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Workers, officials want feds to investigate St. Louis nursing home closure

Former workers and union staff gather on Tuesday, Dec. 19, 2023, outside of Northview Village Nursing Home on North Kingshighway. The nursing home was abruptly shuttered with little notice given to staff or residents.
Brian Munoz
St. Louis Public Radio
Former workers gather outside Northview Village nursing home in St. Louis shortly after owners shut the facility in mid-December.

Union activists, politicians and former employees of the Northview Village nursing home are calling for a federal investigation into the abrupt closing of the St. Louis facility.

It’s been more than three weeks since the north St. Louis facility closed Dec. 15 and moved its approximately 170 residents to other nursing homes overnight.

The closure left laid-off employees scrambling to find money one week before Christmas. Some residents' families could not find their loved ones for days. One former resident, who may be without needed schizophrenia medication, is missing after walking away from the facility, according to the Missouri State Highway Patrol.

During the rally Monday outside Brentwood-based Healthcare Accounting Services, which operated the facility, workers said they still have not been paid wages for time worked. They claim the nursing home’s administrators also owe them for banked PTO and union dues health insurance payments that never were forwarded to intended organizations.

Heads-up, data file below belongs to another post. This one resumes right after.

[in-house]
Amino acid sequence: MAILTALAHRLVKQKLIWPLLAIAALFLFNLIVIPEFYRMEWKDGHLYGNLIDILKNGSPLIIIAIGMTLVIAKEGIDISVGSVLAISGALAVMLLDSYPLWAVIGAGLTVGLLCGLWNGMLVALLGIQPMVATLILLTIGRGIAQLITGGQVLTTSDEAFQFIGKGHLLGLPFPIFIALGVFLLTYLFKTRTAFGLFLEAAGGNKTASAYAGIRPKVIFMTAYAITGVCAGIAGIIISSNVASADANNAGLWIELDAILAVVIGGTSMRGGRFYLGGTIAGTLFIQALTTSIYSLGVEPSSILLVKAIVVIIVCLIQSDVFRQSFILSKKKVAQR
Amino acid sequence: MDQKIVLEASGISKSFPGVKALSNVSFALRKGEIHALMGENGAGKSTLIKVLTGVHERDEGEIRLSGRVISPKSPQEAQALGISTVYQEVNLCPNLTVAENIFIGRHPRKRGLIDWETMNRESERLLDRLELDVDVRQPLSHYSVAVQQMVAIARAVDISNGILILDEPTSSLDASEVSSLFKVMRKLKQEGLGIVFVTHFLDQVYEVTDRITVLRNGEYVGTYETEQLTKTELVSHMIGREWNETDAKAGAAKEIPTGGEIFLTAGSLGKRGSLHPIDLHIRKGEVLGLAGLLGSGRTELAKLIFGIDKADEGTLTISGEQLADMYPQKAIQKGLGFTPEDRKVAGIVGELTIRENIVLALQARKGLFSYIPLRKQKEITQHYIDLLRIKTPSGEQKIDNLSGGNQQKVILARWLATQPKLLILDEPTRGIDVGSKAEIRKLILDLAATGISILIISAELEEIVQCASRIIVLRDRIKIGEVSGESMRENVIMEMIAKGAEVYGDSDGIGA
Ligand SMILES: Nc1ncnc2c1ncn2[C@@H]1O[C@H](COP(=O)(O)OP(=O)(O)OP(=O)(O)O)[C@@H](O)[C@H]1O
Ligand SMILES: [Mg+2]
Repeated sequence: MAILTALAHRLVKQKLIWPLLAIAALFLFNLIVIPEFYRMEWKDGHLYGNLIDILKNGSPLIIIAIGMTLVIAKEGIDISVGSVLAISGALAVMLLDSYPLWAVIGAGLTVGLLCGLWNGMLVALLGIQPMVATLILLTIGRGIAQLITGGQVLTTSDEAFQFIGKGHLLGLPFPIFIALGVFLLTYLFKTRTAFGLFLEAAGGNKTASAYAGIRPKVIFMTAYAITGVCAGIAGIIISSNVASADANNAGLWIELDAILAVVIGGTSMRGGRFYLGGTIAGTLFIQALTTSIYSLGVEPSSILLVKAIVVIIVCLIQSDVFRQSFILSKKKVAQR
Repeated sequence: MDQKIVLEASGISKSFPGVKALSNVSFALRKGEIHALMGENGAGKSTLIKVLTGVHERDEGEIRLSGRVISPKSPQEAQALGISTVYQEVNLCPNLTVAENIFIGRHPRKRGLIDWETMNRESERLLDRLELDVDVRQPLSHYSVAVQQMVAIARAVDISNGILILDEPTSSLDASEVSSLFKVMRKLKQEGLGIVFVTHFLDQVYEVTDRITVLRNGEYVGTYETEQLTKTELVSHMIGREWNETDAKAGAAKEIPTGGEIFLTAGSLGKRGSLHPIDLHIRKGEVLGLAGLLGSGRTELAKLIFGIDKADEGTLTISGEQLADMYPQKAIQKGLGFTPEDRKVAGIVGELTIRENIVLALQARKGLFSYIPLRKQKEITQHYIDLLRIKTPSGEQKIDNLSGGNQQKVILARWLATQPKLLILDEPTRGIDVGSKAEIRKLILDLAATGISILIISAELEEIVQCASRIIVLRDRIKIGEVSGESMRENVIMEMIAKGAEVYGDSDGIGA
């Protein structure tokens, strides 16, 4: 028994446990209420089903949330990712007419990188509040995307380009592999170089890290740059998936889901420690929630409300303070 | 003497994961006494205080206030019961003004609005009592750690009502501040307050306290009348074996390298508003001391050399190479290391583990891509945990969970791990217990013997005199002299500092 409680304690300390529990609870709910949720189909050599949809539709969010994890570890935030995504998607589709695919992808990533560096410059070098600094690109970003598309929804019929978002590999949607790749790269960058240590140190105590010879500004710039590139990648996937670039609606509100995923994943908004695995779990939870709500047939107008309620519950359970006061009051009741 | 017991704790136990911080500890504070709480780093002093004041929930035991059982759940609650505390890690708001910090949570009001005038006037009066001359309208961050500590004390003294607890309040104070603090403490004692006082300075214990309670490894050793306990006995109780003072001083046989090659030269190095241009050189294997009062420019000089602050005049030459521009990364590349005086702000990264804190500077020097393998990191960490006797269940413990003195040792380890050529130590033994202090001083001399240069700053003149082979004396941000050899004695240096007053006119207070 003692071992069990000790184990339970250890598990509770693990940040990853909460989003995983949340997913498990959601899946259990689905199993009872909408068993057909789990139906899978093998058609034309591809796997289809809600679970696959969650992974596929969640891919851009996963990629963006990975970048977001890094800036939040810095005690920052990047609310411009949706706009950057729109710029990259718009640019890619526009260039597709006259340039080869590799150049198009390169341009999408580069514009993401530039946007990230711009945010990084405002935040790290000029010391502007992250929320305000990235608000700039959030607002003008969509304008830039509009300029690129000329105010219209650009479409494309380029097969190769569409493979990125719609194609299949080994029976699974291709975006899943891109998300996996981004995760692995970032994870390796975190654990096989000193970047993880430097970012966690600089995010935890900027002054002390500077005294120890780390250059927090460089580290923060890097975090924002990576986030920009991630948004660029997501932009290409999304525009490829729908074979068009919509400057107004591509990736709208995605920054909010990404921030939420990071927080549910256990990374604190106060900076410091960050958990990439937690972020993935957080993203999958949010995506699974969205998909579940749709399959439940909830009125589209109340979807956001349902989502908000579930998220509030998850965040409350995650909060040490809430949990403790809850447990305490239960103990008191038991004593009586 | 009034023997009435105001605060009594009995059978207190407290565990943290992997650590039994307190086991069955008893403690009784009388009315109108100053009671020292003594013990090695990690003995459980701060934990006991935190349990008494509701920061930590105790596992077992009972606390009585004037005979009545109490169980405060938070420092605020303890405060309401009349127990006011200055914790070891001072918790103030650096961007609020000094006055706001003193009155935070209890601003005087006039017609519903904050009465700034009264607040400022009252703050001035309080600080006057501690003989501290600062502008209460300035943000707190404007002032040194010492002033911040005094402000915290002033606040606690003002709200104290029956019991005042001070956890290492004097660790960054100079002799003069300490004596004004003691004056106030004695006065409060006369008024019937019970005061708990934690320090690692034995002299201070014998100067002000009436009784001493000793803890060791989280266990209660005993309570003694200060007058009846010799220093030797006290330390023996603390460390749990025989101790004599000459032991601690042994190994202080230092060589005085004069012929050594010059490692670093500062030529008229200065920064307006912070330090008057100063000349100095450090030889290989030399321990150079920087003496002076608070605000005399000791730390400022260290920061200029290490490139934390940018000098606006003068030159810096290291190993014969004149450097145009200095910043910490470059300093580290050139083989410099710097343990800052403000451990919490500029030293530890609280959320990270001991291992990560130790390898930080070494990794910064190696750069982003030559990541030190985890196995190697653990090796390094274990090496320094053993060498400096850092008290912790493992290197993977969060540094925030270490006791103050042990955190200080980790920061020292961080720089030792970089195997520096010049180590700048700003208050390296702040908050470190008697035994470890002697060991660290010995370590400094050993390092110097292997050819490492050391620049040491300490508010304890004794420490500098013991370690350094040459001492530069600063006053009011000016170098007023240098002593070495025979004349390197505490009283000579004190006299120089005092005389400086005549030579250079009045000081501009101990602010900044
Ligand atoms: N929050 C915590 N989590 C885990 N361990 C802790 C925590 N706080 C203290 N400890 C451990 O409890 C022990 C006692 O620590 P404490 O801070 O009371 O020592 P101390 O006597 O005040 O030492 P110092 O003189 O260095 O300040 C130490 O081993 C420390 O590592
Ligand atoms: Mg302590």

“We are tired of hearing these excuses: ‘Oh, we're gonna pay this Friday. Oh, we're gonna pay you next Friday. We're gonna pay at the end of the month,’” said Lenny Jones, state director of the Service Employees International Union, which represents many former workers. “The solution is to pay that money now.”

Owners and operators did not explain to workers why they shut down the facility beyond citing issues with payroll, former employees said.

U.S. Rep. Cori Bush, D-St. Louis County, said she has asked U.S. Health and Senior Services Secretary Xavier Becerra to investigate Healthcare Accounting Services.

“We can't let another abrupt closure like Northview Village happen again,” Bush told the workers. “We also can't let Healthcare Accounting Services get away with not paying its workers and evading accountability for its former residents."

Bush wants federal authorities to determine if the owners have violated any laws, including one that requires employers to notify workers 60 days before large-scale layoffs and another that requires facility officials contact nursing home residents and immediate family members before moving residents to other facilities.

“With the trust of our broader communities and the lives and livelihoods of residents and staff at stake, it’s critical that those involved be investigated and held accountable for any wrongdoing,” Bush wrote in a letter to Becerra.

According to Medicare records, a Chicago-based couple owns two 26% ownership stakes in Northview Village, along with others who own smaller percentages.

CMS documents show one of the owners, Marc Suissa, also has a stake in Grand Manor, a nursing home in the Grand Center neighborhood, as well as Elmwood Nursing and Rehab in Maryville, Illinois.

Healthcare Accounting Services carried out the day-to-day administration of the facility, including payroll, Jones said.

A representative from the Brentwood company could not be reached for comment.

Officials from the company have now informed employees they expect to pay them by Martin Luther King Jr. Day, said Carolyn Hawthorne, a registered nurse who worked at the facility and has filed a lawsuit against Northview Village on behalf of the former employees.

“They have failed to pay health care premiums on the workers. They have failed to pay time off. They have failed to pay [for] the week that the facility was abruptly shut down,” she said. “This is St. Louis. This is the Show-Me State. Show me our money!”

Sarah Fentem is the health reporter at St. Louis Public Radio.